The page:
Well, for today, I thought that I’d take a quick look at fiction that is “so bad that it’s good”. I’m not sure if I’ve covered this topic before, but it was something that I thought about whilst reading the next novel that I plan to review (a modern novelisation of a 1970s horror film) and it is an absolutely fascinating topic.
After all, this type of fiction differs a lot from “bad” fiction, because it is still very entertaining to read – despite containing qualities that would normally ruin a story.
So, here are a couple of quick thoughts about what can make a story “so bad that it’s good”:
1) Quality distribution and contrast: One of the major differences between a bad novel and a “so bad that it’s good” novel is how the story’s quality is distributed.
In short, a bad novel will be uniformly terrible – with the writing, characters, plot etc… all being terrible in some way or another. On the other hand, a “so bad that it’s good” novel will excel in one area, but fail in another – and the contrast between these two things lends the story an unusual quality that makes it genuinely fun to read.
For example, Matthew Reilly’s 2001 thriller novel “Area 7” is technically speaking, a “badly written” novel. But, just try putting it down after you’ve read the first hundred pages. Although the writing style is very simplistic and breaks numerous stylistic rules, it is paired with the kind of ultra fast-paced, extremely gripping, suspense-filled, action-packed plot that is more spectacular than even modern Hollywood movies can dream of achieving. Because of the unusual contrast between the “terrible” writing style and the gripping, well-planned plot, this novel is quite literally “so bad that it is good” 🙂
To give another example, Shaun Hutson’s 2011 horror novel “Twins Of Evil” is technically speaking very well-written – with a narrative style that is both fast-paced and yet descriptive/formal enough to evoke the novel’s 19th century setting. It makes the novel very readable, creating a gothic horror atmosphere without the slow pacing typically associated with the genre. The actual writing in this novel is brilliant 🙂 Yet, the novel’s plot – based on an actual 1970s horror movie – is filled with corny horror tropes, ridiculous amounts of sleaze, over-wrought melodrama and other sources of unintentional comedy. But, because the novel’s corny and dated plot is contrasted with really good writing, it lends the novel this wonderfully weird “so bad that it’s good” quality 🙂
So, one of the hallmarks of “so bad that it’s good” fiction is a dramatic contrast in quality between two elements of the story. Whether it is a badly-written story with an excellent plot or vice versa, the contrast between these things makes the story “brilliantly terrible” in a really cool way 🙂
2) Earnestness: This one is a bit counter-intuitive, but “so bad that it’s good” novels are never deliberately meant to be like this. When this type of story is at it’s best, it isn’t some kind of ironic parody.
It is someone making something imperfect – but with passion, care and enthusiasm. It is someone really wanting to make something good, even though they have technically failed to do so. It is someone trying. It is someone having fun and following their dreams. This feeling of passion, this enthusiastic desire to create something awesome is something you can always sense in proper “so bad that it’s good” novels, and it is really endearing and heartwarming 🙂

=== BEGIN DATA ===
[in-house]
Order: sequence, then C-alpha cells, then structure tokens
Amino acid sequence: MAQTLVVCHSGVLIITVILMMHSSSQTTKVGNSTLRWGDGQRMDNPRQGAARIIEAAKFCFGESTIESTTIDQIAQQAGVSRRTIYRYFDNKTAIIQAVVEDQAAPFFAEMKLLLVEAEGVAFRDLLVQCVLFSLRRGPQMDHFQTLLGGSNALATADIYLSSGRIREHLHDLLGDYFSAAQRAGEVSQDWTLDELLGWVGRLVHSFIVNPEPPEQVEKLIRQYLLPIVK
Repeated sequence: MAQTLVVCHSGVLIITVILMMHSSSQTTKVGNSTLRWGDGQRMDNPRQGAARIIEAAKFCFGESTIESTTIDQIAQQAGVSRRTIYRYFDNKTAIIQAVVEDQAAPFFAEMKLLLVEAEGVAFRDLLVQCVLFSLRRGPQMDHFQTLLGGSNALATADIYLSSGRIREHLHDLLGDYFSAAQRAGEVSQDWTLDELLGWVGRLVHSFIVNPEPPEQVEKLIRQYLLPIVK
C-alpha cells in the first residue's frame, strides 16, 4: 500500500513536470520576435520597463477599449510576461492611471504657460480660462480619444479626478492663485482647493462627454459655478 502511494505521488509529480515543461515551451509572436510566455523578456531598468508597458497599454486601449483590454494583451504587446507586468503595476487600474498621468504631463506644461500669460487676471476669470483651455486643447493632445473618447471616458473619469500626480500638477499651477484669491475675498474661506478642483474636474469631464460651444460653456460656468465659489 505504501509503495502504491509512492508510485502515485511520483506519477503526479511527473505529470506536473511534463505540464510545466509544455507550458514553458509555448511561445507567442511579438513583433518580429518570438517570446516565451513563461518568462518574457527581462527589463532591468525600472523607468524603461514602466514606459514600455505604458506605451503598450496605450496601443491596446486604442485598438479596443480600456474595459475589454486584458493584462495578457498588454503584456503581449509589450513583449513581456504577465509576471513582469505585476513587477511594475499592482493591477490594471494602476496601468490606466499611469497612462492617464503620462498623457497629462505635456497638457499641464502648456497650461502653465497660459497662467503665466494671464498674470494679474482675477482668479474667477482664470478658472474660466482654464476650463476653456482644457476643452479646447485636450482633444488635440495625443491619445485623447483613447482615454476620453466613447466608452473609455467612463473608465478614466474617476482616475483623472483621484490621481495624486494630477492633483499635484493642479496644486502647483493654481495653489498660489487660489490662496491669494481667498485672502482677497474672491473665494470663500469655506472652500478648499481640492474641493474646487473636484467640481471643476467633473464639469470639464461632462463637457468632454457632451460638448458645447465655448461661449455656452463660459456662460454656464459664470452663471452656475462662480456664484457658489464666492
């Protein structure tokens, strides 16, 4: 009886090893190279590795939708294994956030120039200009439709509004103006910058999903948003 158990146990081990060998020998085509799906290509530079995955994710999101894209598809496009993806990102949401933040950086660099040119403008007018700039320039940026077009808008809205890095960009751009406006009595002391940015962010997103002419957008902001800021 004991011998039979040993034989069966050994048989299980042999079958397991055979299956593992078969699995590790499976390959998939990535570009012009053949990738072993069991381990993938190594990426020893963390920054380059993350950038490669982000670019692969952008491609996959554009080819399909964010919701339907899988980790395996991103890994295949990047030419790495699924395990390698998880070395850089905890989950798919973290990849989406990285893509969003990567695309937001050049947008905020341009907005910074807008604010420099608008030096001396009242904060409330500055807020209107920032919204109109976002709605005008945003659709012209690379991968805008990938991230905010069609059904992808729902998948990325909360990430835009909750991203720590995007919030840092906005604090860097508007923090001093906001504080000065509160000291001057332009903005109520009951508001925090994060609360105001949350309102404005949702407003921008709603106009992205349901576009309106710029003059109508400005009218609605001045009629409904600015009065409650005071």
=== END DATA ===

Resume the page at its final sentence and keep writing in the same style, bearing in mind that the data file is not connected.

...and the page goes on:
For example, when reading Reilly’s “Area 7”, you really get the sense that he was trying to write the best thriller novel ever – a novel that was faster-paced and more spectacular than anything else ever written before it. And – despite the technical imperfections – this dream shines through. You really get the sense that he loves the thriller genre and wants to make something truly great, despite any technical shortcomings in how it is done. And such passion is an absolute joy to behold. Seriously, it is pretty much the ultimate “feel good” experience.
Likewise, in Hutson’s “Twins Of Evil”, the novel’s foreword points out that old Hammer Horror movies were one of the author’s earliest experiences of the horror genre and that he has been a fan of them ever since. He shows knowledge and interest in the subject matter he is writing about, bringing years of finely-honed writing experience (And if you haven’t read some of his novels from the 1980s, like “Deathday” or “Erebus“, then you’re missing out!) to the film that he is adapting. The fact that the source material hasn’t aged well doesn’t seem to matter quite as much when you can quite literally feel how much he cares about the story – via the quality of the writing, the atmosphere etc… It isn’t a parody of a cheesy old movie, it is a love letter to it – an expression of nostalgia. And this makes what would otherwise be a very “corny” novel strangely endearing to read.
So, this type of fiction is never ironic or deliberate. It is a valiant attempt at something great. It is someone caring so much about something that they are willing to ignore any technical shortcomings because it matters too much. And it is heartwarming to see in the best possible way 🙂
Sorry for the short article, but I hope that it was interesting 🙂